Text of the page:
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Essence 5
Essence 5
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Title: Lookshyan brat
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Location: Rhode Island

Re: Exalted Fiction Potpourri

05 May 2011, 06:55

Random character piece right here. Anja's the Lunar mate of one of the Solar PCs, though she has a less than perfect relationship with him. Girl likes to be on top, ya dig?


"Excuse me," said a woman, "I am looking for Samir. Is he here?"

Anja Silverclaws looked up, over the oversized book she was carrying in one arm. The other arm was busy closing the door to the little study room across the hall from Samir's laboratory. Twisting her burden around, she turned to the other woman.

"I don't think so," Anja replied. "Usually he's around this time in the morning but today..." She shrugged.

"Do you...spend much time with him?" The woman looked at Anja, trying unsuccessfully to hide a disapproving expression.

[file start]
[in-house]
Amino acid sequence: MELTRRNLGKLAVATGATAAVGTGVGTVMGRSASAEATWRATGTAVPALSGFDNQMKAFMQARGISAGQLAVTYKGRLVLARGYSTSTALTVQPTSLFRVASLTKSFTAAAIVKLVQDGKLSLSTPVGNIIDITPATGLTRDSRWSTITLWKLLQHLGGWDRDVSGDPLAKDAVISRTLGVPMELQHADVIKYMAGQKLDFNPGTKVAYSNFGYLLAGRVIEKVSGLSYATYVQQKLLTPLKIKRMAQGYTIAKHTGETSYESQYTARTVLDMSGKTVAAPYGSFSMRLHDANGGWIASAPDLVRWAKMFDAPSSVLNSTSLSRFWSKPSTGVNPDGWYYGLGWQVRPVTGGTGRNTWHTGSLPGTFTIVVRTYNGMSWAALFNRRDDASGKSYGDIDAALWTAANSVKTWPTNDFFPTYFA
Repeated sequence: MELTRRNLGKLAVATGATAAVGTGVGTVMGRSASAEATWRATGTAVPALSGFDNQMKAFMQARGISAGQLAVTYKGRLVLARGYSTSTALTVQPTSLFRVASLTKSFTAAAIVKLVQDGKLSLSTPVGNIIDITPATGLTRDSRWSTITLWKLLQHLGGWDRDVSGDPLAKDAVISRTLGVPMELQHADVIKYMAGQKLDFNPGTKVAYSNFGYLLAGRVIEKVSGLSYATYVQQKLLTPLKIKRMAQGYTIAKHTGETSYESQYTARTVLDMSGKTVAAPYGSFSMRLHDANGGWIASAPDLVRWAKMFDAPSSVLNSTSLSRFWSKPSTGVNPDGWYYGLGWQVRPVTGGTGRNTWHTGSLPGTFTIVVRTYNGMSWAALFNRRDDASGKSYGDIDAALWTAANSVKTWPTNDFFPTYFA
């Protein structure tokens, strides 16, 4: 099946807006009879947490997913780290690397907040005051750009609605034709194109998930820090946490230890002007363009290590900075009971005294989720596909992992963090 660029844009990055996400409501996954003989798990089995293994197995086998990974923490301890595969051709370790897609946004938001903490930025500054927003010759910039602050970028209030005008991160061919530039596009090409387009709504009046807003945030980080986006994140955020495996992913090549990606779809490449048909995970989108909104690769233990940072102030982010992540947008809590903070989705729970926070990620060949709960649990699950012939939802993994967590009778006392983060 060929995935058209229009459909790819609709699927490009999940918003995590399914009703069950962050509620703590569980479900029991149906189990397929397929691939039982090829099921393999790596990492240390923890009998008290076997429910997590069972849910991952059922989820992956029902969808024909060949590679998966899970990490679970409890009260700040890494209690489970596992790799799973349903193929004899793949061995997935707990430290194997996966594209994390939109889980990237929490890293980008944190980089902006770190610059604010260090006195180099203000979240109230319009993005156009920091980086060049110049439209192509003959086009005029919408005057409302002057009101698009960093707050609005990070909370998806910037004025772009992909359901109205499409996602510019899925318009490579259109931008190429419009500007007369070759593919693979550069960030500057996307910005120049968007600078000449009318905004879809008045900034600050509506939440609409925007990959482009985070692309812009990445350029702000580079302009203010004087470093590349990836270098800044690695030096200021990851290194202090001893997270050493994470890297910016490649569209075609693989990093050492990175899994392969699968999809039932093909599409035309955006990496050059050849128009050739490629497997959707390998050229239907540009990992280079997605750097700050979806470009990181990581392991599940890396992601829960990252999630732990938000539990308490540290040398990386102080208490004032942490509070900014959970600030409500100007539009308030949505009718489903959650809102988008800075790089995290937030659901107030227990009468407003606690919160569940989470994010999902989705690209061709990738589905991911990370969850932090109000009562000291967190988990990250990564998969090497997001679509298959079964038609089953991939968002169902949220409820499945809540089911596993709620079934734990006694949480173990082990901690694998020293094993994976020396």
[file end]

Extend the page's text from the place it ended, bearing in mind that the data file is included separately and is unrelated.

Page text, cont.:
She looked to be about Anja's age, maybe a little older, with very dark hair and olive features. She was pretty, though that prettiness was marred by the overly severe dress she wore, and by the slight frown on her face. One probably grew out of the other, since the woman did not seem to approve of Anja's tight-fitting leather clothing - clothing that revealed more than it concealed.

Anja decided she didn't like that expression. "Maybe. Samir and I have the same interests, you see. I'm Anja."

She smiled, and as she did she extended her teeth into fangs. That had the desired effect, and the woman recoiled in surprise.

"Oh." She smiled back, nervously. "I'm Telas Neilani. Samir's sister."

"And I'm his mate." Another disconcerting smile.

"Oh. I didn't know Samir"

"Well, he does." It wasn't strictly true, not it the way Neilani thought, but Anja wasn't going to correct her.

"How long have you been...together?"

"About seven years now."

"I' glad to hear that. Are you happy?"

"Very. I think we were destined to be together." Oh, this was fun!

"That's lovely," Neilani said, though her expression made it clear she thought it was anything but. "So, how did you meet?

"Like I said: it was destiny. You see, he's a Chosen of the Unconquered Sun and I'm a Chosen of Luna."

"How wonderful," Neilani said weakly. "Like Master Mikko?"